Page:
European aircraft maker Airbus (search) signed a deal Tuesday worth more than $7 billion to sell 24 airplanes including four of its new A380 (search) jumbo jets to Abu Dhabi-based Etihad Airways (search).

Airbus and Etihad said the deal — the biggest announced so far at this week's Farnborough International Air Show (search) — includes options for the young airline to buy an additional 12 planes.

Airbus is developing the A380, which will seat about 550 passengers, to fill a demand it sees for super-size planes flying large numbers of passengers between specific cities. Airbus has now pre-sold 133 of the A380s, which will make their first test flights early next year.

The sale eclipses a $2.96 billion deal announced Monday by Airbus rival Boeing Co. (BA) Chicago-based Boeing sold four 777-300ERs (search) with options on nine more, to another Gulf-based carrier, Emirates Airline (search).

The sale to Etihad was "one of the biggest orders ever" for Airbus' long-range jets, Airbus chief executive Noel Forgeard told a news conference. Etihad agreed to buy 12 A330-200s, four A340-500s and four A340-600s, besides the four A380s. It has options on all types, including A380s. Airbus is to begin delivering the planes in 2006.

The A340s will be powered by Rolls-Royce Trent 500S engines. Etihad has yet to select engines for the A330s and A380s, Airbus said.

In a blow to Boeing, Etihad chairman Sheik Ahmed bin Saif Al-Nehyan said Etihad had considered buying the American company's experimental 7E7 "Dreamliner" but didn't want to wait until the medium-sized plane became available in 2008.

Etihad, which only began operating in November, expects to receive its four double-decker A380s in 2007. It plans to use them on flights to China and Britain, Sheik Ahmed told reporters after he and Forgeard signed a memorandum of understanding at the air show outside London in southeastern England.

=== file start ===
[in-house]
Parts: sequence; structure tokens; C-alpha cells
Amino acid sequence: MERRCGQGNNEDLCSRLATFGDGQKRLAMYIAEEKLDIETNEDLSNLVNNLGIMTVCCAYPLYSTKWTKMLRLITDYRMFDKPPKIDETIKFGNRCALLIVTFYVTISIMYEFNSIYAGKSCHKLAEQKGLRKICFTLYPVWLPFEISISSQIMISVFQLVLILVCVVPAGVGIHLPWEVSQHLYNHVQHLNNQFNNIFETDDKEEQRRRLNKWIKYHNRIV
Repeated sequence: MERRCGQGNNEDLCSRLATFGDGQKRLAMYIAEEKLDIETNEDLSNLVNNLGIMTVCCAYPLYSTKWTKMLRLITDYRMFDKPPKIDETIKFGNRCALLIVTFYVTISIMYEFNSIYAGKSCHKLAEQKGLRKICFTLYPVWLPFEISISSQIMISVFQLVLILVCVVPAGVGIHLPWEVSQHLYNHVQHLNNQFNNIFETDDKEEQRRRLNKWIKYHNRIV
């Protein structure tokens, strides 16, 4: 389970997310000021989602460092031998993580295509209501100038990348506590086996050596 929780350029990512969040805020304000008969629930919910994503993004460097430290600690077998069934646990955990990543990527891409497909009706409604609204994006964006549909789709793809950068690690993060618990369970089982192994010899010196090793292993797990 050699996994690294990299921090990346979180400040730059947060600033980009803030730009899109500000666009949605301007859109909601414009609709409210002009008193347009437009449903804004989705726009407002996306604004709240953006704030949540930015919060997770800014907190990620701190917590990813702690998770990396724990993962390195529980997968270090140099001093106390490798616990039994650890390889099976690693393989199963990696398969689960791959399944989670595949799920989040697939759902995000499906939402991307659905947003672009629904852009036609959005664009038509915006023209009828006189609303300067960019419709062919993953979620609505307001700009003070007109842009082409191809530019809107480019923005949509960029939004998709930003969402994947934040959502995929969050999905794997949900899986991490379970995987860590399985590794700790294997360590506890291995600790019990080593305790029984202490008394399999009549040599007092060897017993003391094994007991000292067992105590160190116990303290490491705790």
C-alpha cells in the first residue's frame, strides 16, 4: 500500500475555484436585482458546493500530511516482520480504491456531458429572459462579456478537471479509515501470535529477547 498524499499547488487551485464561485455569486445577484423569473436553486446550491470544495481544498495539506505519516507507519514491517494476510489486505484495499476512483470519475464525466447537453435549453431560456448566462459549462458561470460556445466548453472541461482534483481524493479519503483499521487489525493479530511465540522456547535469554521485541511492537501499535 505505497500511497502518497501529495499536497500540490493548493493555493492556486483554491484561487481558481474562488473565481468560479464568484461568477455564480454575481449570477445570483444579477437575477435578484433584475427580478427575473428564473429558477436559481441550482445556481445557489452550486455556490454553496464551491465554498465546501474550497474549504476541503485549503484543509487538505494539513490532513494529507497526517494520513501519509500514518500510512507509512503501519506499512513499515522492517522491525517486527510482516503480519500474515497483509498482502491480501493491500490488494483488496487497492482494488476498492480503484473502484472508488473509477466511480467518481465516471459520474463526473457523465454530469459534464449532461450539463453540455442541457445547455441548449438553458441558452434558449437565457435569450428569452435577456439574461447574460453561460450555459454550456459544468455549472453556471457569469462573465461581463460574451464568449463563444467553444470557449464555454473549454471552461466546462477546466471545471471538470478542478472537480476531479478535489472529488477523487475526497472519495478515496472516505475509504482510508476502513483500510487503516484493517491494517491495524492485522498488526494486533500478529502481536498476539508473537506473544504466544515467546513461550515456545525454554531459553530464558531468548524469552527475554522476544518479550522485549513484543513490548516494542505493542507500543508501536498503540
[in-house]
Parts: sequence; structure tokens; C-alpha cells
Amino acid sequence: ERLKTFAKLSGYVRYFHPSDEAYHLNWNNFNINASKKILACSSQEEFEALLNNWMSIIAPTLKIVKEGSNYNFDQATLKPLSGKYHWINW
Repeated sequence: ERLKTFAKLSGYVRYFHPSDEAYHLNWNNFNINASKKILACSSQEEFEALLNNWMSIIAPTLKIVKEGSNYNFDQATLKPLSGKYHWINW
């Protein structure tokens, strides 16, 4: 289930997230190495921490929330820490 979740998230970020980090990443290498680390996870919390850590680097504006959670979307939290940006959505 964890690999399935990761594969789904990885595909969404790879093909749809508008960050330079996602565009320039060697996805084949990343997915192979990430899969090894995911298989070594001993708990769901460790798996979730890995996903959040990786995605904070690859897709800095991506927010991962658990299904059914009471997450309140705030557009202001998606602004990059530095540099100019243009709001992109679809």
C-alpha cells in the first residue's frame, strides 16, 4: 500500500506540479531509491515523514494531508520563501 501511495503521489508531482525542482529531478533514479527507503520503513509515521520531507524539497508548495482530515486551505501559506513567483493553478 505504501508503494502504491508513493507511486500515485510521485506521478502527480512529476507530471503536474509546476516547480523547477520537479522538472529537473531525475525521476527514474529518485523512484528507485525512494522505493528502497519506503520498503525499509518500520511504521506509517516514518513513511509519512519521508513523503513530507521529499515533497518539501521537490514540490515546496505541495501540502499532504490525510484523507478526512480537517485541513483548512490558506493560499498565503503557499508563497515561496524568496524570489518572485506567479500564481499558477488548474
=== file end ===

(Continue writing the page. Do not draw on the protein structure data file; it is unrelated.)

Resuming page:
The deal intensifies the competition between Airbus and Boeing. Both manufacturers have noted a modest improvement in the market for airliners after an unprecedented global downturn and despite high fuel costs.

Boeing foresees 5.2 percent annual growth in global passenger traffic and 6.2 percent growth in air cargo business, after nearly three years of lost production due to the Sept. 11, 2001 attacks, the SARS epidemic in Asia, the bursting of the dot-com bubble and the war in Iraq. Boeing estimates that airlines will buy some 25,000 new planes worth $2 trillion over the next two decades, Boeing Commercial Airplanes chief executive Alan Mulally said Monday.

Forgeard of Airbus has estimated that air traffic grew by 7 percent last year and would rise by 10 percent this year, even though aviation fuel prices also have increased.

Airbus, headquartered in Toulouse, France, is owned 80 percent by European Aeronautic Defense & Space Co. NV, with BAE Systems PLC of Britain holding the remaining 20 percent.

In separate business, British Defense Secretary Geoff Hoon announced that the French-owned company Thales is likely to win a major contract to supply unmanned aircraft for the British armed forces.

Speaking at Farnborough, Hoon said Thales had been awarded preferred bidder status for the contract to deliver the Watchkeeper program worth several hundred million dollars. The company edged out competition from BAE Systems, Northrop Grumman and Lockheed Martin.

Once a contract is signed, all the work would take place in the United Kingdom through the subsidiary Thales U.K.

More than 300,000 people were due to attend Britain's Farnborough International Air Show, where more than 1,300 exhibitors from 32 countries are showing off the latest in aviation technology, from flight simulators and unmanned reconnaissance drones to a space pavilion run by the British National Space Center.

A miniature town complete with traffic circles and avenues has sprung up on the 66-acre Farnborough Aerodrome site for the temporary exhibition.